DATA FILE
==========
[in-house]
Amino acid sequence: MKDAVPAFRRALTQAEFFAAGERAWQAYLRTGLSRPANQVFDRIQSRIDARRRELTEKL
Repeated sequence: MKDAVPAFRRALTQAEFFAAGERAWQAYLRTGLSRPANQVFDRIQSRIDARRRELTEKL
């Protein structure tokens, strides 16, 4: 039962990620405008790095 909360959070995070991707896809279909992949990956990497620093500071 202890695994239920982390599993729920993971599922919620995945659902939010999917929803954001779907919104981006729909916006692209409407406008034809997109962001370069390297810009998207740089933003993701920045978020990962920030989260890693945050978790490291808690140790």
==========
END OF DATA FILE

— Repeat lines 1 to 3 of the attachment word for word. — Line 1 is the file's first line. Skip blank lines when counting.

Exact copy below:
[in-house]
Amino acid sequence: MKDAVPAFRRALTQAEFFAAGERAWQAYLRTGLSRPANQVFDRIQSRIDARRRELTEKL
Repeated sequence: MKDAVPAFRRALTQAEFFAAGERAWQAYLRTGLSRPANQVFDRIQSRIDARRRELTEKL